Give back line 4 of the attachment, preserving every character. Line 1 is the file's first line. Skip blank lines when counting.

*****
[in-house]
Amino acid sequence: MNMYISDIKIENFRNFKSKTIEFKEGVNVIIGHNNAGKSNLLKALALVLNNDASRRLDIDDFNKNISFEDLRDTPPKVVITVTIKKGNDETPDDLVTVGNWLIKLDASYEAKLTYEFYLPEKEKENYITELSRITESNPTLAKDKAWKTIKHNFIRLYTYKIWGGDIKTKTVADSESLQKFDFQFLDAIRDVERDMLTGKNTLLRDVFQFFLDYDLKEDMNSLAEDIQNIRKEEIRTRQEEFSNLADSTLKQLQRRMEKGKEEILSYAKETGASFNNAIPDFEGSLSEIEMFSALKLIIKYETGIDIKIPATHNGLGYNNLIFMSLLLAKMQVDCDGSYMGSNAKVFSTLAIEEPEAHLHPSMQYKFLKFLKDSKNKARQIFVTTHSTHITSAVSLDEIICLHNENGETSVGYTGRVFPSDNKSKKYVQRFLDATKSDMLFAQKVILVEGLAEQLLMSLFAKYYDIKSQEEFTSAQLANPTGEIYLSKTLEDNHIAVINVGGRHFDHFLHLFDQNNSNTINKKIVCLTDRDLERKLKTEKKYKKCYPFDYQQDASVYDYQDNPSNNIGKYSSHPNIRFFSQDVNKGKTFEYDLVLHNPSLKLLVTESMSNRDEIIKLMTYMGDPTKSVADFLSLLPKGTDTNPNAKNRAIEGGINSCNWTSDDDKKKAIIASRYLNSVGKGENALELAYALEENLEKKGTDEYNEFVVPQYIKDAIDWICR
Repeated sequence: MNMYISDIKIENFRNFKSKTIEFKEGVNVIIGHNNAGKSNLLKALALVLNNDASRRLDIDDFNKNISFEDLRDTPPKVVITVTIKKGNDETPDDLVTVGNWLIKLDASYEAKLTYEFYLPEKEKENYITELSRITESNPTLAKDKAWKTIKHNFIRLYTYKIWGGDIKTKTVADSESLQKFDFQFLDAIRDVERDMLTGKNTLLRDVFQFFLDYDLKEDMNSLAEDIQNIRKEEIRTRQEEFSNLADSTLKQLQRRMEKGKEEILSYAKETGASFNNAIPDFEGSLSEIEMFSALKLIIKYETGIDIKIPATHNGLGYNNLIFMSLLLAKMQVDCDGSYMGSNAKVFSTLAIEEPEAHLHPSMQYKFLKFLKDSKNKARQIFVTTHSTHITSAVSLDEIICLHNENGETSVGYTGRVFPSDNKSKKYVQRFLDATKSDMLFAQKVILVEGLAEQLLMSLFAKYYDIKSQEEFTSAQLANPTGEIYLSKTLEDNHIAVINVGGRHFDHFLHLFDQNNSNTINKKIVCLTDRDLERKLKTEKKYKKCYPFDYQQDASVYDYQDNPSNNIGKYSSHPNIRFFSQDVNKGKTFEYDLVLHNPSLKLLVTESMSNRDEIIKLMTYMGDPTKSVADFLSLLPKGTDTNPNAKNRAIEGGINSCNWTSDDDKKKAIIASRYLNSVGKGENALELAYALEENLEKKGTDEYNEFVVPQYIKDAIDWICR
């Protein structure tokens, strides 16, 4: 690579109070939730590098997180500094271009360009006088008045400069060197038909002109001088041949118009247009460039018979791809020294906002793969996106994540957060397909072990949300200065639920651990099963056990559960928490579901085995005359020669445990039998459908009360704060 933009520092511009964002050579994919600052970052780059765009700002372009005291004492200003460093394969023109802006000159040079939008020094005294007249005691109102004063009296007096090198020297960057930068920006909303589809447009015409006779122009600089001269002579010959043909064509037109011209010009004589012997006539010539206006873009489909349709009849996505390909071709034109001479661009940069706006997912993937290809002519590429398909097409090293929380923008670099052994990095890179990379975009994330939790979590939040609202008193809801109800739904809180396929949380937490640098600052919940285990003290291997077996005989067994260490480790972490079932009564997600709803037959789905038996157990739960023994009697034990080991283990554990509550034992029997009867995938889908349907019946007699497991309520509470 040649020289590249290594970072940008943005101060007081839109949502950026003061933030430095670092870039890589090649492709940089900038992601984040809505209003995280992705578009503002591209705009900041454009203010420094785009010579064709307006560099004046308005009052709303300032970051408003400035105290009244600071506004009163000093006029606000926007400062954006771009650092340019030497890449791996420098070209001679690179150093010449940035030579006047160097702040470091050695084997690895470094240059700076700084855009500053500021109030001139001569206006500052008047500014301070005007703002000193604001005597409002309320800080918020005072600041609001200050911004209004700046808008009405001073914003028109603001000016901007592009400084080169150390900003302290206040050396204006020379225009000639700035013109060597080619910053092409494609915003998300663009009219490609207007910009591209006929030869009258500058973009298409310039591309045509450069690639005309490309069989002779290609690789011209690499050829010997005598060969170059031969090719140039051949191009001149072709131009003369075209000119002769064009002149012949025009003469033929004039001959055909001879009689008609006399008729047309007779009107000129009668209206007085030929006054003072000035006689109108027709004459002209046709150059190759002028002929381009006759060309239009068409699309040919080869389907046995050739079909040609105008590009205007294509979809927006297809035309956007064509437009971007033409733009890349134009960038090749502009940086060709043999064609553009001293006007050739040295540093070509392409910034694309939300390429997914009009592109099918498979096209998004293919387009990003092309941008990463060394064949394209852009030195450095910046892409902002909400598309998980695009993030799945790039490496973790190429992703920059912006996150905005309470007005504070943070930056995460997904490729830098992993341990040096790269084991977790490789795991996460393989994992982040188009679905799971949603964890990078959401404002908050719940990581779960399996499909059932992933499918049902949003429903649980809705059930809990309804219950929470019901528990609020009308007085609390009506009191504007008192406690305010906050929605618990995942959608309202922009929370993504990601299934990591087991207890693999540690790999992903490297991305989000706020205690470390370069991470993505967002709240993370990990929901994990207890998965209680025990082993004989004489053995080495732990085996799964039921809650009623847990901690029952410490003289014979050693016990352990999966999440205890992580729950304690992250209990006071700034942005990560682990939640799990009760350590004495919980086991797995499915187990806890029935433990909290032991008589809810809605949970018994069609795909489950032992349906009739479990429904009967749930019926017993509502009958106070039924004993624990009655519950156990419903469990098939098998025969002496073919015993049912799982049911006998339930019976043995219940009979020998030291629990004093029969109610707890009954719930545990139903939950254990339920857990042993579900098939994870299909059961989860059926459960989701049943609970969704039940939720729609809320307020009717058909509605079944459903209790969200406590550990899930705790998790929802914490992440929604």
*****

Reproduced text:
């Protein structure tokens, strides 16, 4: 690579109070939730590098997180500094271009360009006088008045400069060197038909002109001088041949118009247009460039018979791809020294906002793969996106994540957060397909072990949300200065639920651990099963056990559960928490579901085995005359020669445990039998459908009360704060 933009520092511009964002050579994919600052970052780059765009700002372009005291004492200003460093394969023109802006000159040079939008020094005294007249005691109102004063009296007096090198020297960057930068920006909303589809447009015409006779122009600089001269002579010959043909064509037109011209010009004589012997006539010539206006873009489909349709009849996505390909071709034109001479661009940069706006997912993937290809002519590429398909097409090293929380923008670099052994990095890179990379975009994330939790979590939040609202008193809801109800739904809180396929949380937490640098600052919940285990003290291997077996005989067994260490480790972490079932009564997600709803037959789905038996157990739960023994009697034990080991283990554990509550034992029997009867995938889908349907019946007699497991309520509470 040649020289590249290594970072940008943005101060007081839109949502950026003061933030430095670092870039890589090649492709940089900038992601984040809505209003995280992705578009503002591209705009900041454009203010420094785009010579064709307006560099004046308005009052709303300032970051408003400035105290009244600071506004009163000093006029606000926007400062954006771009650092340019030497890449791996420098070209001679690179150093010449940035030579006047160097702040470091050695084997690895470094240059700076700084855009500053500021109030001139001569206006500052008047500014301070005007703002000193604001005597409002309320800080918020005072600041609001200050911004209004700046808008009405001073914003028109603001000016901007592009400084080169150390900003302290206040050396204006020379225009000639700035013109060597080619910053092409494609915003998300663009009219490609207007910009591209006929030869009258500058973009298409310039591309045509450069690639005309490309069989002779290609690789011209690499050829010997005598060969170059031969090719140039051949191009001149072709131009003369075209000119002769064009002149012949025009003469033929004039001959055909001879009689008609006399008729047309007779009107000129009668209206007085030929006054003072000035006689109108027709004459002209046709150059190759002028002929381009006759060309239009068409699309040919080869389907046995050739079909040609105008590009205007294509979809927006297809035309956007064509437009971007033409733009890349134009960038090749502009940086060709043999064609553009001293006007050739040295540093070509392409910034694309939300390429997914009009592109099918498979096209998004293919387009990003092309941008990463060394064949394209852009030195450095910046892409902002909400598309998980695009993030799945790039490496973790190429992703920059912006996150905005309470007005504070943070930056995460997904490729830098992993341990040096790269084991977790490789795991996460393989994992982040188009679905799971949603964890990078959401404002908050719940990581779960399996499909059932992933499918049902949003429903649980809705059930809990309804219950929470019901528990609020009308007085609390009506009191504007008192406690305010906050929605618990995942959608309202922009929370993504990601299934990591087991207890693999540690790999992903490297991305989000706020205690470390370069991470993505967002709240993370990990929901994990207890998965209680025990082993004989004489053995080495732990085996799964039921809650009623847990901690029952410490003289014979050693016990352990999966999440205890992580729950304690992250209990006071700034942005990560682990939640799990009760350590004495919980086991797995499915187990806890029935433990909290032991008589809810809605949970018994069609795909489950032992349906009739479990429904009967749930019926017993509502009958106070039924004993624990009655519950156990419903469990098939098998025969002496073919015993049912799982049911006998339930019976043995219940009979020998030291629990004093029969109610707890009954719930545990139903939950254990339920857990042993579900098939994870299909059961989860059926459960989701049943609970969704039940939720729609809320307020009717058909509605079944459903209790969200406590550990899930705790998790929802914490992440929604």